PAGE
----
“Inviting Invention” is a performance exploration I originally presented with my co-host Jonathan Wyner and invited guests from diverse fields.
Each show combines performance, interview and onstage improvisation, inviting the audience into the worlds of creative invention and the alchemy of collaboration. Example: how is being a nuclear physicist like being a musician, and how can the two possibly create something together – right now – in front of an audience?
The concept originated with a six-week series at the Regent Theatre in Arlington, MA in 2007 and was then invited to the Cambridge Science Festival.
Special guests included:
- Tony Kahn, Radio Journalist
- Dany Adams, Developmental Biologist
- True Story Theatre, Playback Theater Troupe
- Daniel Rosenberg, Harvard Natural Sciences Lecture Demonstrations Chemistry Expert
- Karen Montanaro, Mime-Dancer
- Ted Selker, Context-Aware Computing group, MIT Media Lab
- Eugene Friesen, Cellist
Each show was structured somewhat like a game show: Producer Jonathan Wyner described it this way:
“In the first half of each show, Henson-Conant and her guest present their solo work. In the second half, they embark on a collaborative experiment. If time permits, the audience is invited for a Q & A. It gives audiences a chance to interact with Deborah and her guests in a way that just isn’t possible when you have audiences of 2000, like we had when we filmed the DVD.”
The first half of the show included an introduction to the “Inviting Invention” concept: we asked the audience to view the two presentations they were about to see in terms of what creative experiment, exploration or question they’d like the two presenters to explore together in the second half of the show.
Our special guest would then present a basic 20-minute overview of their work, followed by a 20-minute segment where I’d share my own work. We’d the invite the audience to propose an experiment or a question they wanted us to explore together after the intermission.
During intermission, the guest and I would discuss how we might explore or illustrate what the audience proposed and after intermission we did the experiment, followed by a longer Q&A session with the audience.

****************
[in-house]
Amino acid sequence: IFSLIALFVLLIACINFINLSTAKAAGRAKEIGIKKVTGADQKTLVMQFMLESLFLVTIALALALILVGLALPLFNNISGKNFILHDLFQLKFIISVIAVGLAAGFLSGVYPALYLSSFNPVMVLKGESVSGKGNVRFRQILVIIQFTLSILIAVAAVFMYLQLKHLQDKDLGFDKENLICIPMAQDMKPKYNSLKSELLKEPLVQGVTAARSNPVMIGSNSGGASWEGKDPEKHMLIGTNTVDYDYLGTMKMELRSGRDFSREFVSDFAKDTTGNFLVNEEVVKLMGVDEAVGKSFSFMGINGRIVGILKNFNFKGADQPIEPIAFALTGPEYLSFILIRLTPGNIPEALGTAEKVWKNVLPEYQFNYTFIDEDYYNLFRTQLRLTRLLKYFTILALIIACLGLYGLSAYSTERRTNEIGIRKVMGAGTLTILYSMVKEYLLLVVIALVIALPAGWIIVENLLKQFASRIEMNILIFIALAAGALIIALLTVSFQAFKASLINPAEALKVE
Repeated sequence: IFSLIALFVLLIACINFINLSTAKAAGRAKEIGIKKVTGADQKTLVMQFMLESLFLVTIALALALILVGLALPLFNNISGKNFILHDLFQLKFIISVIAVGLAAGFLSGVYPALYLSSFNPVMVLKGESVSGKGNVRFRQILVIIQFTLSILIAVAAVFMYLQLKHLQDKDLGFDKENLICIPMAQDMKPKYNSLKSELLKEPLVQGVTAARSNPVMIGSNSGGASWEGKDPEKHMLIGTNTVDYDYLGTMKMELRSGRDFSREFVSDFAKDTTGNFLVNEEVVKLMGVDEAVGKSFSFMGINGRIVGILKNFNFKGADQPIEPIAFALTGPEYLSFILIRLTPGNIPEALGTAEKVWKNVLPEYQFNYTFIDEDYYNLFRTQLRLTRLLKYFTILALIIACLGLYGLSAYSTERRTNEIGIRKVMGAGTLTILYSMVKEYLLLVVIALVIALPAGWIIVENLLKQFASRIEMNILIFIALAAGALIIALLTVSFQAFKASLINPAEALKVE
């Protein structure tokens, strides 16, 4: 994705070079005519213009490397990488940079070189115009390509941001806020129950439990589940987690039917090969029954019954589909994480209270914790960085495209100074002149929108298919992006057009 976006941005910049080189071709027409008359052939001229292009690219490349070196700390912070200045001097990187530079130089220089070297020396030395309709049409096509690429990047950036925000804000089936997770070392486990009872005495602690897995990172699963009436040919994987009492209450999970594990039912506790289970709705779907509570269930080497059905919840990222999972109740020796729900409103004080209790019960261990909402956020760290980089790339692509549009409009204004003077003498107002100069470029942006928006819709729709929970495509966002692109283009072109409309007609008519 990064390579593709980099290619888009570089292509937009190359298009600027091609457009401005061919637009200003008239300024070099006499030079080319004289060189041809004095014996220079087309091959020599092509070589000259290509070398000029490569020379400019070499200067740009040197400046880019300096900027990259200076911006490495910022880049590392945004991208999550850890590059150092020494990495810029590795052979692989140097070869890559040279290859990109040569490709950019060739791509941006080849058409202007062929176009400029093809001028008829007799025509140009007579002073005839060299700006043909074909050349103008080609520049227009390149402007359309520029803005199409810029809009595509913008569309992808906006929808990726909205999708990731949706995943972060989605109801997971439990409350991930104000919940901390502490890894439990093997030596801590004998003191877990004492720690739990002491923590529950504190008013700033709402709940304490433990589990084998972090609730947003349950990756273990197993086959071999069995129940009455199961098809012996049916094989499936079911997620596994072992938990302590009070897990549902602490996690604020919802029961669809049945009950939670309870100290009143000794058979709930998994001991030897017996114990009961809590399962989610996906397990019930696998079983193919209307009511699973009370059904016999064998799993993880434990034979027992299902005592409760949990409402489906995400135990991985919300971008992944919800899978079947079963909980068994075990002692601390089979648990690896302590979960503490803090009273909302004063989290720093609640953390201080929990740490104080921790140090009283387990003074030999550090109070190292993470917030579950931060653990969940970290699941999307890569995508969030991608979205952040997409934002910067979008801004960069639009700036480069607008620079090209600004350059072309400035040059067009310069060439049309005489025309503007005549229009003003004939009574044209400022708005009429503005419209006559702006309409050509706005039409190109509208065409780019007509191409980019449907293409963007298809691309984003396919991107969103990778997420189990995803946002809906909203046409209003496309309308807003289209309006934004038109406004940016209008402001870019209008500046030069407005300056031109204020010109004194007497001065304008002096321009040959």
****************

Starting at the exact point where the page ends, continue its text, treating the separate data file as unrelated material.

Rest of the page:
Some of the experiments included:
- Radio journalist Tony Kahn had talked about the power of music to underscore his radio stories, so he invited a member of the audience to the stage for a spontaneous interview, and I underscored it in the moment as the story the interviewee told unfolded.
- With chemical experiment specialist Daniel Rosenberg, the audience wanted to see and hear the translation of a chemical experiment into music, and to experience what a duet between a chemical experiment and a musician would sound and look like.
- With Developmental Biologist Dany Adams, we used the power of the 12-Bar Blues form to experiment with the concept of inhibitors in the regenerator of tissue (no joke! And it made perfect sense!)
Why did we create “Inviting Invention”?
Producer Jonathan Wyner and I had spent 2004-2007 completely immersed in an artistically and technically demanding project: I’d been given a major private grant to produce a broadcast-quality CD & DVD of my original music with full symphony orchestra.
That was a pinnacle life project – a chance to share my orchestral work at the highest level of professional production. It was a dream come true – and it was also extremely stressful. Everything had to be perfect. We had a huge film crew, high-definition film equipment, an orchestra of 80 musicians,an Emmy-Award-Winning director, a Grammy-Winning engineer, one of the most creative conductors in the US. Everything was riding on our work.
Add a 2007 Grammy Nomination for the CD and a nationwide PBS debut for the video into the mix, and we were exhausted when it was over. So, for a follow-up project, I wanted to just expand creatively and play.
I’ve always been interested in science and ideas, and in how seemingly disparate concepts seem to create a new window for looking at life when you look at them together, so we envisioned the ‘Inviting Invention’ Exploration Series as an opportunity to allow diverse creative minds a chance to invent something new and completely imperfect in front of a live audience, yet within the safety net of exploration.
Emphasis on the idea of ‘imperfect’ and on the spirit of experimentation and collaboration. I also wanted a chance to simply ‘play’ on stage with people I’ve wanted to work with for years – and after the intensity of the last three years, I just really need to play – in every sense of the word!
The original series was very successful and the project was invited to the Cambridge Science Festival.